Additional information

Additional information on the Consumer Price Index can be found in the BLS Handbook of Methods. chapter 17, “The Consumer Price Index,” Bulletin 2490 (1997). The current version of this chapter is also available on the BLS Internet site at www.bls.gov/opub/hom/homch17_a.htm or you may call the Information and Analysis Section of the CPI at 202-691-7000.

Last Modified Date: March 13, 2015

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Used Car Buying Guide – Consumer Reports #car #painting #prices


#buy used cars
#

Finding the right balance between value and risk

Two- and three-year-old used vehicles are often the best values. Not only is the price lower than a comparable new car’s, but continuing ownership expenses such as collision insurance and taxes are lower, and a two- or three-year-old used vehicle has already taken its biggest depreciation hit. In addition, buying used is a way to get a nicer car than you’d be able to afford new.

But buying a used vehicle means finding the right balance of value and risk. Following are some issues to consider.

Reliability. One thing that has made used cars more appealing is their improved reliability. In an analysis of Consumer Reports’ annual sub­scriber surveys over the past few years we found that five-year-old vehicles had one-third fewer problems than the five-year-old vehicles we looked at in 2007. Years ago rust and exhaust-system problems were common, but that’s no longer the case, and major engine and transmission problems have also decreased, making late-model used vehicles far less of a risk. When properly maintained, today’s vehicles should easily surpass 100,000 miles without a major overhaul, and many could reach 200,000 miles .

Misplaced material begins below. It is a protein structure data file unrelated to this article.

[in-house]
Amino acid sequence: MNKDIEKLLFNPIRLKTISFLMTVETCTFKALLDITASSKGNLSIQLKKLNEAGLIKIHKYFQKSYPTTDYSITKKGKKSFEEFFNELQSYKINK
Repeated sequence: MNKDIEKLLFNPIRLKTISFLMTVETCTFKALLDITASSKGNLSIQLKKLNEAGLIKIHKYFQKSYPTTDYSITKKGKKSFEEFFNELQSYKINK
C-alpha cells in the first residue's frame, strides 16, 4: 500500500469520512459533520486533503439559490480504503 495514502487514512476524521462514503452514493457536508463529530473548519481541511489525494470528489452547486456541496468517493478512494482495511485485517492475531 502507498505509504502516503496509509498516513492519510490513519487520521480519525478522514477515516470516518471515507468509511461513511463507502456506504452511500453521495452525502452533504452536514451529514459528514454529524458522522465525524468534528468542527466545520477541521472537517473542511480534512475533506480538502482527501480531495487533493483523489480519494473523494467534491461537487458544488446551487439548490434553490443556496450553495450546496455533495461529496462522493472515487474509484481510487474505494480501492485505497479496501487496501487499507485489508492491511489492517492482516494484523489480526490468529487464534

Warranties and repairs. Although used cars are more reliable than ever, maintenance and repair costs are important considerations. In the first two or three years of a car’s life, it has fewer problems and is typically covered by a comprehensive warranty. An older used car, however, is usually out of warranty or close to it. You can expect not only more problems as time goes on, but more costly ones as the years and miles pile up.

This means that owners will have to pay for repairs and for wear parts like tires, brakes and batteries. But even if you replaced all those things the moment you bought a used car, the savings over a new car would more than compensate.

There is always the risk that you’ll buy a lemon. Even a car with a great reliability history can be a poor example, or have been abused, neglected, or damaged by a previous owner. By having the vehicle thoroughly inspected by a qualified mechanic, you can protect yourself against nasty surprises.

Depreciation. A major disadvantage of buying a new car is its rapid depre­ciation. Models typically lose about 47 percent of their value in the first three years, com­pared with 24 percent over the next three. But this varies greatly among models.

The BMW 328i. for example, has held its value relatively well (about 40 percent depreciation over the first three years), while the Lincoln MKZ has depreciated more rapidly (about 50 percent).

Several factors determine depreciation, including the model’s popularity, perceived quality, supply, and whether or not the vehicle belongs to the current design generation. The average depreciation on a $27,500 vehicle leaves less than $15,000 ($14,575) after three years, a huge hit in residual value.